“I asked him if Emma knew about me, and he said, “Emma thinks the world of you.” I was not sealed to him until I had a witness. I had been dreaming for a number of years I was his wife. I thought I was a great sinner. I prayed to God to take it from me for I felt it was a sin; but when Joseph sent for me he told me all of these things. “Well,” said I, “don’t you think it was an angel of the devil that told you these things?” Said he, “No, it was an angel of God. ..Well, I talked with him for a long time and finally I told him I would never be sealed to him until I had a witness. Said he, “You shall have a witness.” Said I, “If God told you that, why does he not tell me?” He asked me if I was going to be a traitor. “I have never told a mortal and shall never tell a mortal I had such a talk from a married man,” said I. “Well,” said he, “pray earnestly for the angel said to me you should have a witness.” …I made it a subject of prayer…I knelt down and if ever a poor mortal prayed, I did. A few nights after that an angel of the Lord came to me and if ever a thrill went through a mortal, it went through me. I gazed upon the clothes and figure but the eyes were like lightning. They pierced me from the crown of my head to the soles of my feet. I was frightened almost to death for a moment. I tried to waken my aunt, but I could not. The angel leaned over me and the light was very great, although it was night. When my aunt woke up she said she had seen a figure in white robes pass from our bed to my mother’s bed and pass out of the window.
    Joseph came up the next Sabbath. He said, “Have you had a witness yet?” “No.” “Well,” said he, “the angel expressly told me you should have.” Said I, “I have not had a witness, but I have seen something I have never seen before. I saw an angel and I was frightened almost to death. I did not speak.” He studied a while and put his elbows on his knees and his face in his hands. He looked up and said, “How could you have been such a coward?” Said I, “I was weak.” “Did you think to say, ‘Father, help me?'” “No.” “Well, if you had just said that, your mouth would have been opened for that was an angel of the living God. He came to you with more knowledge, intelligence, and light than I have ever dared to reveal.” I said, “If that was an angel of light, why did he not speak to me?” “You covered your face and for this reason the angel was insulted.” Said I, “Will it ever come again?” He thought a moment and then said, “No, not the same one, but if you are faithful you shall see greater things than that.” And then he gave me three signs of what would take place in my own family, although my husband was far away from me at the time. Every work came true. I went forward and was sealed to him. Brigham Young performed the sealing, and Heber C. Kimball the blessing. I know he had six wives and I have known some of them from childhood up. I knew he had three children. They told me. I think two are living today but they are not known as his children as they go by other names.”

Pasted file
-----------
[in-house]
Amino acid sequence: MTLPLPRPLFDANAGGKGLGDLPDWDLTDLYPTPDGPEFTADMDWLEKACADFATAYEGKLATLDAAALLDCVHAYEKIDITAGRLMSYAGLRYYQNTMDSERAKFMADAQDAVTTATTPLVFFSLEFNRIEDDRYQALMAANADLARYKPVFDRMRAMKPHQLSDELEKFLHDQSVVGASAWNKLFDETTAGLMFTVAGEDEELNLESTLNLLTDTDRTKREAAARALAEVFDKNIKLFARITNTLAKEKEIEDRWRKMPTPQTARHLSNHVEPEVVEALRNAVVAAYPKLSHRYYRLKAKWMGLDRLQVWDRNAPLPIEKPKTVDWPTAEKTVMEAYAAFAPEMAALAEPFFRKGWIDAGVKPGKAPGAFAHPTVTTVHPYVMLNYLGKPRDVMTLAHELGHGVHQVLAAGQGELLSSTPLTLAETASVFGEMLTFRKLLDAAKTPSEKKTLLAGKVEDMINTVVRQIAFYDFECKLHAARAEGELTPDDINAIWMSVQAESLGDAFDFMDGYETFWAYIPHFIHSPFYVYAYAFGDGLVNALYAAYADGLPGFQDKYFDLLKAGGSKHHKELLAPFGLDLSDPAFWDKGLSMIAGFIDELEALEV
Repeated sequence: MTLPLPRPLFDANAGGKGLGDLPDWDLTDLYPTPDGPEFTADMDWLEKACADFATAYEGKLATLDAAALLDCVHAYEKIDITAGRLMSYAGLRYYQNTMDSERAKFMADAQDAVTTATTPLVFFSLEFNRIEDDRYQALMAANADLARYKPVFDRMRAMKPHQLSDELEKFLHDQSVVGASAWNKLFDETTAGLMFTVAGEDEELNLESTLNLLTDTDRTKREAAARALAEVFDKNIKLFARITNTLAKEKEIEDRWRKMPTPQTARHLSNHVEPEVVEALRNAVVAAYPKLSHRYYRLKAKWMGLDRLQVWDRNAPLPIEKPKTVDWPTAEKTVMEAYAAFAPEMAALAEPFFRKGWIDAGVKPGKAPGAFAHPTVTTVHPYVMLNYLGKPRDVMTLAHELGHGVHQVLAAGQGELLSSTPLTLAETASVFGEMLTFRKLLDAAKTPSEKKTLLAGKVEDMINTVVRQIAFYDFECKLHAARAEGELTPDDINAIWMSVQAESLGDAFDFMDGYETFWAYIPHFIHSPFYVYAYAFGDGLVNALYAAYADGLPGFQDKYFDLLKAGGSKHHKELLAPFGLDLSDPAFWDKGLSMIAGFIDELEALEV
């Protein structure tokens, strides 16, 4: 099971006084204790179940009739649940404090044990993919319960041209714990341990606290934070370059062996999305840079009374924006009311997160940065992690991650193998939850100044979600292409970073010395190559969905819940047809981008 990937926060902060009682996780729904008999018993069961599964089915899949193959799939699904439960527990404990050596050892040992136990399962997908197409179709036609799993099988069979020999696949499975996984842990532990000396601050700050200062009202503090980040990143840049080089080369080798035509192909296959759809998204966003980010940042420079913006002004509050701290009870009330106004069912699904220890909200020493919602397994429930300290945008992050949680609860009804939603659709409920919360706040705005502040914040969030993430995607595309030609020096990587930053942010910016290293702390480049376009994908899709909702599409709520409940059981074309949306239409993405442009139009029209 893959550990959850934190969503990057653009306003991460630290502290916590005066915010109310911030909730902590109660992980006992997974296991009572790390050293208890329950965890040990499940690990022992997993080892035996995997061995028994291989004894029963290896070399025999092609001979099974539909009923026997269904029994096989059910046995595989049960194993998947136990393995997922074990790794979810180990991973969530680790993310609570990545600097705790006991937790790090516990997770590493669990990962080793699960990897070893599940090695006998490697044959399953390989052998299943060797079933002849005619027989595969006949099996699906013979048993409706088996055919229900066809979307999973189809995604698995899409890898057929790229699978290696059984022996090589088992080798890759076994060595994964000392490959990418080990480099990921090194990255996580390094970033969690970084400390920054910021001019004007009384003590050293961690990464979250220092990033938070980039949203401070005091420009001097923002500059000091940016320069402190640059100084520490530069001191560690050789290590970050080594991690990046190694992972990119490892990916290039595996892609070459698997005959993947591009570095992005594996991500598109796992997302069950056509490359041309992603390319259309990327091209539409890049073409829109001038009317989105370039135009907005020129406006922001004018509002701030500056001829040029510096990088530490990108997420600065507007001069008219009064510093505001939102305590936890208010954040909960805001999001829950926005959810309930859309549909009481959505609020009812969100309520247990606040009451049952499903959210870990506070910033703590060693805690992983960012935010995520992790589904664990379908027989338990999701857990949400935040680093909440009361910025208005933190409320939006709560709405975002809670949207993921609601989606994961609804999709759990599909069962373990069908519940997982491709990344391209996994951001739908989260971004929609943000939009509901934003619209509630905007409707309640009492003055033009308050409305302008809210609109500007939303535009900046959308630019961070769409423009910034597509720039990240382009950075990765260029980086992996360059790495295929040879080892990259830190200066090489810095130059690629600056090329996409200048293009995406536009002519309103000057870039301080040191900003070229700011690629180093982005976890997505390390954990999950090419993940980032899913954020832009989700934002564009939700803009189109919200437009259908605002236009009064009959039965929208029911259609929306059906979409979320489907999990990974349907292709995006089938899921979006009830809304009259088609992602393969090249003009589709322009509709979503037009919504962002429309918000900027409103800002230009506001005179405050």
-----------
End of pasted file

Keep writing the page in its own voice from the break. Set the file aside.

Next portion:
13. Aaron, I’m asking you and other commenters who have referred to “official” history — what do you consider official?

  14. Aaron Brown says:

    I assume the commenters, including myself, mean historical literature that is published by the Church and utilized by its curricula for instruction to its membership, or possibly, literature published by the Church that isn’t necessarily actively used in instruction. What it does not include is the literature listed by JNS, regardless of how accessible to inquiring members such literature may be.

    The real question is: how is George D. Smith using the phrase? I suspect he’s using it in the manner I’m describing.

    Of course, if one really wants to argue with George, one could point out that “excise” isn’t a synonymn of “omit”, and that the latter, weaker term would have been more accurate (and less ominous) than the former.


  15. Curtains will be pulled back, then. I don’t think the substance of either quote is entirely off, but rather the way the material is framed. For the first quote, I agree that these questions of motive and perception are useful and relevant. However, the style used verges on the overheated. “Romance blossomed,” indeed.

    For the second quote, some five or six separate references to the evident “official history” cover-up occur in the first fifteen pages of the book. If the book were a consideration of contemporary Mormon memories of the past, this might be a worthwhile theme. Yet it seems to be instead offered as a (completely redundant) justification for the book. Which is odd given that Smith’s book will no more be a part of official Mormon history than any of the other works whose authors I listed.

  16. P.S., Julie, I’ll be happy to tell you what I think of the book as I get through the bulk of it. I’m not at all predisposed to dislike the book.

  17. In angel training they should warn them that mortals may be frightened at first.

  18. Aaron Brown says:

    OK, so it appears JNS was interpreting Smith’s use of “official” differently than I (and other commenters) did.


  19. Greg Smith says:

    G.D. Smith lists 6 examples in his footnotes of supposedly LDS histories that don’t mention polygamy as a cause for Joseph Smith.

    Only problem is that every one of them DOES mention polygamy as a cause of Joseph’s death. One, which GD Smith claims doesn’t mention the word “plural marriage,” actually has a chapter called (surprise!) “plural marriage.”